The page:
Customs and Border Protection officers in Philadelphia find soup cans, cakes filled with drugs

"Smugglers are creative. It's a cat-and-mouse game. But we're just as good," the assistant port director said.
PHILADELPHIA (WPVI) -- Why would someone send a dozen cans of soup overseas from the Netherlands to Miami? International express delivery costs about $150.

It's a question that ran through the minds of Customs Border Protection officers. Answering it led them to a major discovery.

Inside were 12 tin cans that weren't full of vegetable medley, or a hearty noodle soup. Instead, Customs and Border Protection officers found a different liquid, of the deep purple variety - about three gallons of it.

Some of it was even leaking.

Photo provided by Customs and Border Protection



"The odor wasn't chicken noodle soup, the texture wasn't chicken noodle soup. So we tested it and it turned out to be MDMA. Street name ecstasy," said Ed Moriarty, the Assistant Port Director U.S. Customs & Border Protection in Philadelphia.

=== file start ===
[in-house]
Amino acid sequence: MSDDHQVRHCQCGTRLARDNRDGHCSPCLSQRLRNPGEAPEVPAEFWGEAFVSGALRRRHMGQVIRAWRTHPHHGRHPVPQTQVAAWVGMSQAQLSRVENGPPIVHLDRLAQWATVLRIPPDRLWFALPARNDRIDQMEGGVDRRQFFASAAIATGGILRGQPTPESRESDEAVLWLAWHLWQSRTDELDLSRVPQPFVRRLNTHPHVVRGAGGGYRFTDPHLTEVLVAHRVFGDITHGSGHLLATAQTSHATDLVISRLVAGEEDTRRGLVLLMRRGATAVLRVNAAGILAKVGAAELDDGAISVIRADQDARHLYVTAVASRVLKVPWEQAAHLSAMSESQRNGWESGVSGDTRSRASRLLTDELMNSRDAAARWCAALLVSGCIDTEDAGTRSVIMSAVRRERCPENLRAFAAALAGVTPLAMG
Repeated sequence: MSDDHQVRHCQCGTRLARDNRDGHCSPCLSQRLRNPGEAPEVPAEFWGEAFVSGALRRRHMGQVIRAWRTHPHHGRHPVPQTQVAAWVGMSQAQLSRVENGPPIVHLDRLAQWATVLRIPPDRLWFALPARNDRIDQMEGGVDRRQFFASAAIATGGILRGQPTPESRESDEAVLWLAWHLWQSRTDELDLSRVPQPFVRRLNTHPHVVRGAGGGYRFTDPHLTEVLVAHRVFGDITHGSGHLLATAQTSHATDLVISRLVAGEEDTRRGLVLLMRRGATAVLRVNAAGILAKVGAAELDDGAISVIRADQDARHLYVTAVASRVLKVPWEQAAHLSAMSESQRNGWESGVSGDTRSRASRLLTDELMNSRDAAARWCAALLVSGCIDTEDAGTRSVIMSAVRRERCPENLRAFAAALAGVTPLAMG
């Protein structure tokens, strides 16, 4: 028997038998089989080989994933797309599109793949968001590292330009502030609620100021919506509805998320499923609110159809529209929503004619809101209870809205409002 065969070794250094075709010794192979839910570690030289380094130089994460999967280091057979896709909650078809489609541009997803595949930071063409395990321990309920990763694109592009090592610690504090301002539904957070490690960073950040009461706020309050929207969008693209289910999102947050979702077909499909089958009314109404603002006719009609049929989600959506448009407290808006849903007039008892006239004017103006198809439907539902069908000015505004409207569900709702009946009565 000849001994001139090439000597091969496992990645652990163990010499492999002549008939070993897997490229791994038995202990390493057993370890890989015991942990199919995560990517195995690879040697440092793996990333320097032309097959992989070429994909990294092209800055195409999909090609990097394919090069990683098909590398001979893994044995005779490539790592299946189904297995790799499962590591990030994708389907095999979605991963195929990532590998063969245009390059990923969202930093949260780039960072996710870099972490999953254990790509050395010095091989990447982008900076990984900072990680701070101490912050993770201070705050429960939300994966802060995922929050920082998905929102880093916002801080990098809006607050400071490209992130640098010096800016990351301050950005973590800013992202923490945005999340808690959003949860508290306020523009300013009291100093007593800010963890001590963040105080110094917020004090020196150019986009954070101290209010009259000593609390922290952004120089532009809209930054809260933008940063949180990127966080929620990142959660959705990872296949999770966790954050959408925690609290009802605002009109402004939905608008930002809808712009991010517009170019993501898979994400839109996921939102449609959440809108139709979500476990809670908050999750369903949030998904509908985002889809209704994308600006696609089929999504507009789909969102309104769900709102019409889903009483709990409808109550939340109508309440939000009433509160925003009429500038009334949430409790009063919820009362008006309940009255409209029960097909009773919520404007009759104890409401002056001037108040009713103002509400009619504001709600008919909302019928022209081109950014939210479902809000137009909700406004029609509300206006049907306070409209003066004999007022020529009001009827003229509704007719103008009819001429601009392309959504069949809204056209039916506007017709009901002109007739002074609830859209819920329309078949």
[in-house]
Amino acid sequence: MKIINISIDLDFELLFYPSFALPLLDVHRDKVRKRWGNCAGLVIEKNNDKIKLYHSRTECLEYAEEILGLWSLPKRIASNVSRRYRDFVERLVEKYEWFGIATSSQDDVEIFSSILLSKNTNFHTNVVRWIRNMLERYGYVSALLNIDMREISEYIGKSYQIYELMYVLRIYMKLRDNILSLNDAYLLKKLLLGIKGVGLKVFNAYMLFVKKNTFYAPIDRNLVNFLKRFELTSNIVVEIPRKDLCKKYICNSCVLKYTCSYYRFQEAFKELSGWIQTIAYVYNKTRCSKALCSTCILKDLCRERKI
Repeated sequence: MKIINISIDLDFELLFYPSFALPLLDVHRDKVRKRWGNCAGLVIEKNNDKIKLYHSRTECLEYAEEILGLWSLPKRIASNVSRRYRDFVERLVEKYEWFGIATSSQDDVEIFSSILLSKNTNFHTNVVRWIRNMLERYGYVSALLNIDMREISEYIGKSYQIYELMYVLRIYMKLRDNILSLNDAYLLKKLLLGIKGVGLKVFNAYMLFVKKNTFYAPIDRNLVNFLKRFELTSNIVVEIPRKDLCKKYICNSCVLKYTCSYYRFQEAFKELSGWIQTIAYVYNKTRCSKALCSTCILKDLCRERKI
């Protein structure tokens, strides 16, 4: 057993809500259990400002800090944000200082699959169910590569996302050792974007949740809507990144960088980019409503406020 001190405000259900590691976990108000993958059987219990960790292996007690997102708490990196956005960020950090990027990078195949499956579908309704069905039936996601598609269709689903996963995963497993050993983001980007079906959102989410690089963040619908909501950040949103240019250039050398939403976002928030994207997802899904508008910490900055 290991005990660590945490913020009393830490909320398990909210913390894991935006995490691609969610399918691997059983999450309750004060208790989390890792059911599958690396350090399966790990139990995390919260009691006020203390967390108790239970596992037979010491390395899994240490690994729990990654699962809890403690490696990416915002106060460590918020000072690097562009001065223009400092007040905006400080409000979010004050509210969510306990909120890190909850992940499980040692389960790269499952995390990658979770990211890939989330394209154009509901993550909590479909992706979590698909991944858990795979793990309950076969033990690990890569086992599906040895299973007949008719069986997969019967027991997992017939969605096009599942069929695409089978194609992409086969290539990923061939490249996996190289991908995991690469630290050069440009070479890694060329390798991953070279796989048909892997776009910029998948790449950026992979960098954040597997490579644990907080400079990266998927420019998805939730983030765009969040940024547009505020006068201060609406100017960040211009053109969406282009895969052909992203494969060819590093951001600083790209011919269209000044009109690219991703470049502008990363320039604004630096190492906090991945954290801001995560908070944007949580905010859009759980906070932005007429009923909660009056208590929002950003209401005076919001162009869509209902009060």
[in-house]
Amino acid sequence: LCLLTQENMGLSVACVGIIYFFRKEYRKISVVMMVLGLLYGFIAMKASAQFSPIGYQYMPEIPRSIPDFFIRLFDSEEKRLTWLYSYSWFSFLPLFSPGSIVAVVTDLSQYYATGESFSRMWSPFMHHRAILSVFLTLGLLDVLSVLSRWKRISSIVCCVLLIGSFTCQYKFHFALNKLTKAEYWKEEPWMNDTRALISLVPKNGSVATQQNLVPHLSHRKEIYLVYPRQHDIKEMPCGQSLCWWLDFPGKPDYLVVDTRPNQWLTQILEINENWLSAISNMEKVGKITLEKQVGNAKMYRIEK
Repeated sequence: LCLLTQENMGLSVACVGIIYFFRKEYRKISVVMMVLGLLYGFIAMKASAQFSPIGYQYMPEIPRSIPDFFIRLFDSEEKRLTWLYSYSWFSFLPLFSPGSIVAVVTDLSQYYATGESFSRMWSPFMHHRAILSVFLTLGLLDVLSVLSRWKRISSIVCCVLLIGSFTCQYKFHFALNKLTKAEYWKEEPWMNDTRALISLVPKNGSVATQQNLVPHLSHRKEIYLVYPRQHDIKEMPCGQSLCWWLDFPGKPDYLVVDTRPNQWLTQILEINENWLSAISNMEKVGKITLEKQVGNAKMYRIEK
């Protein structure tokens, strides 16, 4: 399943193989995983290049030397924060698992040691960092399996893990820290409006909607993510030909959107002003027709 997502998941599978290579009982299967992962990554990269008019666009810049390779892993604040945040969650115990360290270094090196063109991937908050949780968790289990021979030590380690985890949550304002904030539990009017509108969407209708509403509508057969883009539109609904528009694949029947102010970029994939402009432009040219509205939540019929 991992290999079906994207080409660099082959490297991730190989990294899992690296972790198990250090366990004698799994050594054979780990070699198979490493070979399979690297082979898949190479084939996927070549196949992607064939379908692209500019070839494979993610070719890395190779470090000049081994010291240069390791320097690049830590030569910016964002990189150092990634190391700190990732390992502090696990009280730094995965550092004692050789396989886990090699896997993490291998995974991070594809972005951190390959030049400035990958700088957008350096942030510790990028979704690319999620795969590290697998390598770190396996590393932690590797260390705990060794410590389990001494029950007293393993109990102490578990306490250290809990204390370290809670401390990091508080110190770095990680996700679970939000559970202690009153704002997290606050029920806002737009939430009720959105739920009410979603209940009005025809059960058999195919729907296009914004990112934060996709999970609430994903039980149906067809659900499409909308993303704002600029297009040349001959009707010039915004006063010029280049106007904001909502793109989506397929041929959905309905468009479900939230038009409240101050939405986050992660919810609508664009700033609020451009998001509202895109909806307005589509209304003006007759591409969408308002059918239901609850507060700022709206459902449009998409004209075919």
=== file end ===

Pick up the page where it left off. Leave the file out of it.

On Wednesday, Customs and Border Protection officers inspected the package as one of the 22,000 which come through Philadelphia every day.

Traveling from the Netherlands to Miami, the 12 cans of contraband have a street value of more than one million dollars.

One day after finding the illicit elixir, it was a package of clothes and sweet cakes which caught the officers' eye.

"There were layers (of cake and aluminum foil.) Inside was approximately 10,000 pills of Tramadol," said Moriarty.

Photo provided by Customs and Border Protection



Tramadol is a low-level opioid. Each pill sells for about 5 dollars on the street. Despite hiding the pills under aluminum foil, scanners revealed the contraband.

"Smugglers are creative. It's a cat-and-mouse game. But we're just as good," said Moriarty.

Arrests in these cases are difficult. In the recent discoveries, the contraband packages came from overseas, the Netherlands and London.

CBP officers say the package itself can provide a wealth of information to help officers zero-in on criminal operations and intercept future contraband.
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